"Not that much, sir. Most of this is from him."
The other surgeon completed his assessment. "You're right about this one. He's first. Let's get him to pre-op, right away!"
"What's an American nurse doing with an Australian outfit?" She was asked as they hurried to the surgery preparation area.
"Just hitchhiking, sir. I was headed here."
"You mean, you belong to us?" The dark-haired surgeon asked in delight.
MacAllister grinned. "If this is the 4077th M*A*S*H hospital unit, I do."
"Even if it isn't---we aren't letting you get away." He informed her. "I'm Hawkeye Pierce. That's B J Hunnicutt." A sandy-haired officer with a mustache looked around at the sound of his name. He nodded and accompanied a litter into the treatment room. "The one you're having a foot race with is Charles Winchester."
"Major Winchester." The older officer corrected him.
"Sorry, Major Charles." Pierce gave his words an exaggerated nasal accent.
The nurse raised an eyebrow in mild surprise at the resentment in his voice. Then, with a warm smile for both of the men, she introduced herself. "I'm Lieutenant Sarabeth MacAllister, Surgical RN."
"Sarabeth MacAllister." Pierce savored the sound of her name. "Red hair and a Southern accent. I love it!"
Inside pre-op, the stretcher was placed on a waiting table. Displaying the same reserved dignity, the surgeon who had helped MacAllister into the hospital, released her. "There you go, my dear."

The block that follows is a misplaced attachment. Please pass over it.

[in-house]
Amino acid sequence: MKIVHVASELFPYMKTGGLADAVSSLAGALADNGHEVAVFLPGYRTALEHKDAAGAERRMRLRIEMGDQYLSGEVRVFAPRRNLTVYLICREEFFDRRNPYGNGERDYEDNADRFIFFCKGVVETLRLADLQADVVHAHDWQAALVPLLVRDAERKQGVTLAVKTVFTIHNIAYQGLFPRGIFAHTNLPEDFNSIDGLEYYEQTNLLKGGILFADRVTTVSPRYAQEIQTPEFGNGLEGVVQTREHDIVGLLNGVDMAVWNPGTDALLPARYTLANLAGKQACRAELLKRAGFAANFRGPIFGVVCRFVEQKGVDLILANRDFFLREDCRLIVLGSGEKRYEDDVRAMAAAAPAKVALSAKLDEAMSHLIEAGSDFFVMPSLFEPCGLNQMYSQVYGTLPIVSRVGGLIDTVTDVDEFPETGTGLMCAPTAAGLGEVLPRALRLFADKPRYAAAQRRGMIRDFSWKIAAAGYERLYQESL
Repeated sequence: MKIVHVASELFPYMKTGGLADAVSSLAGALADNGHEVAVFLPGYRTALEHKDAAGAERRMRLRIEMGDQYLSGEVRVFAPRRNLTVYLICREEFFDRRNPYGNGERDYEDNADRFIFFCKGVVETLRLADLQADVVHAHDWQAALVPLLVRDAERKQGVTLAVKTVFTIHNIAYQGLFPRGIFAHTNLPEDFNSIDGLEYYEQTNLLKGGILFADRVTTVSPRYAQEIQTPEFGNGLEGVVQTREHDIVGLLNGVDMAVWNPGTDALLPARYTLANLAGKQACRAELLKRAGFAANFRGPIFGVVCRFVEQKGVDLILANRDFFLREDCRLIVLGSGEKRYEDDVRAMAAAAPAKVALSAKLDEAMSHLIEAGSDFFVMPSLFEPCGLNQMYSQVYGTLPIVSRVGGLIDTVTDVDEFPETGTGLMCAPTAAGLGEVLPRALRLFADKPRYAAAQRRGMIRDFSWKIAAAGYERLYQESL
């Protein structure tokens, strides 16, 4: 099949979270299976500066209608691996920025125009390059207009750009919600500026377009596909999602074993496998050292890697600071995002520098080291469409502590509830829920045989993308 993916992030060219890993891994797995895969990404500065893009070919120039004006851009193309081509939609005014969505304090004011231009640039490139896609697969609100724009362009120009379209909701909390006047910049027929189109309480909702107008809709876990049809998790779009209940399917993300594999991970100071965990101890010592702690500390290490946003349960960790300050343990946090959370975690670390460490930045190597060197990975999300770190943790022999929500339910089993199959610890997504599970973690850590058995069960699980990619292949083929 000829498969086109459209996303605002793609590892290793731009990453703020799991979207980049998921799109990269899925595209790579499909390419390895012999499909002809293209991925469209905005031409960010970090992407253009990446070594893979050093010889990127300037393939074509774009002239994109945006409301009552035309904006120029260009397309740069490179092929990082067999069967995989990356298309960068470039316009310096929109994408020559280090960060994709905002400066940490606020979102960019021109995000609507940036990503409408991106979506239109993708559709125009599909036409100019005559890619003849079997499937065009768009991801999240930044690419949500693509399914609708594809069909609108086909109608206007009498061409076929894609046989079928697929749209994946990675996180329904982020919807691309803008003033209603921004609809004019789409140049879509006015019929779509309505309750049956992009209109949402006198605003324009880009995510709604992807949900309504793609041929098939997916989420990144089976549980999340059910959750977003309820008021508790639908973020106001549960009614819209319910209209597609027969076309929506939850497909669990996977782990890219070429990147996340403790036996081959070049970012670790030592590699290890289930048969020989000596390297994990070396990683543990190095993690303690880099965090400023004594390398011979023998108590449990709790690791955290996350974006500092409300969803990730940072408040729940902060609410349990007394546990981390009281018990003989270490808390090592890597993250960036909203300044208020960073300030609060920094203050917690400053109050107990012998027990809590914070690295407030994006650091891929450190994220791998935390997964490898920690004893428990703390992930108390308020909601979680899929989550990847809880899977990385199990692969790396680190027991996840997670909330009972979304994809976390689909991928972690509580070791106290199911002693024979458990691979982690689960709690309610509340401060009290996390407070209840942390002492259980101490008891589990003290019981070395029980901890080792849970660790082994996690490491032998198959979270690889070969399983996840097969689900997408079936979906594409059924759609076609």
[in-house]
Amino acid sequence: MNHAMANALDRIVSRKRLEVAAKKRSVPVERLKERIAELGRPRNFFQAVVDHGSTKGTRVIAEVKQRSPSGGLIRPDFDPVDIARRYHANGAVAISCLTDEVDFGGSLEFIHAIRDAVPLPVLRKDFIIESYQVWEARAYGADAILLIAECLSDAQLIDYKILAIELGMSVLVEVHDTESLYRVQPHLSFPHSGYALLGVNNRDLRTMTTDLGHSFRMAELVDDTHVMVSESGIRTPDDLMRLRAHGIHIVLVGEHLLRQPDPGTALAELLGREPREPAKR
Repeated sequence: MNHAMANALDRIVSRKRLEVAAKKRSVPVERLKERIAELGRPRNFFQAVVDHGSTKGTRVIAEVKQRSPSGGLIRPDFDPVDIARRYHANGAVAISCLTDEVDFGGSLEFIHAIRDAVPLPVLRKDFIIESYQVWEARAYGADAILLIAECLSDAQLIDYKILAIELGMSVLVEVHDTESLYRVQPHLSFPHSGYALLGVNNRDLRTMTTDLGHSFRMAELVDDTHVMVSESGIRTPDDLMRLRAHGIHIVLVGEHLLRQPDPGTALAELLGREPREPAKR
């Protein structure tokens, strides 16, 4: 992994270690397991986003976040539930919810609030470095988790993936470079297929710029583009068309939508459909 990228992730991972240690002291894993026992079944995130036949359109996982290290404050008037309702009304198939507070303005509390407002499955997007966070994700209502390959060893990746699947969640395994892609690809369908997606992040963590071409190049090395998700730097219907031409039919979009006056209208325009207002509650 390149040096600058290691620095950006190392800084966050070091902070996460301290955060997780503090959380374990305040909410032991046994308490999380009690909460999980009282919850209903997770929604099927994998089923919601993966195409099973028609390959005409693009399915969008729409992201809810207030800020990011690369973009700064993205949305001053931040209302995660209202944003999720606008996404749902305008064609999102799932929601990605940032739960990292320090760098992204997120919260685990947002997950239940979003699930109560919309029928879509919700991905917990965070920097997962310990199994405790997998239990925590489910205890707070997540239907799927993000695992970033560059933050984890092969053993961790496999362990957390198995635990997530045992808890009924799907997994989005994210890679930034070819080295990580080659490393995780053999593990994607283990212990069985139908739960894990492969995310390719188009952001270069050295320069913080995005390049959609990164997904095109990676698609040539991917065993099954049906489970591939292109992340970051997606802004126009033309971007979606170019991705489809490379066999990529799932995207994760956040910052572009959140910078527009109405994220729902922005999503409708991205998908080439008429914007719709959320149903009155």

He turned his attention to the wounded man as Captain Pierce joined them. "I need an arterial clamp. And some O- blood." Major Winchester issued his orders to a nurse waiting nearby.
Lieutenant MacAllister balanced on one leg and lifted her swollen foot off the floor. After the clamp was in place, she withdrew her hands and wiggled her fingers in relief. "Much better."
With a stumbling hop, the young woman eased out of the doctors' way. She resumed her explanation of field treatment. "The femoral artery was perforated by bullet shrapnel. It was severed completely during transport. I removed the damaged tissue and sutured. The proximal end didn't hold. But the leg is ready for a straight graft or a Butler's shunt---depending on the donor artery."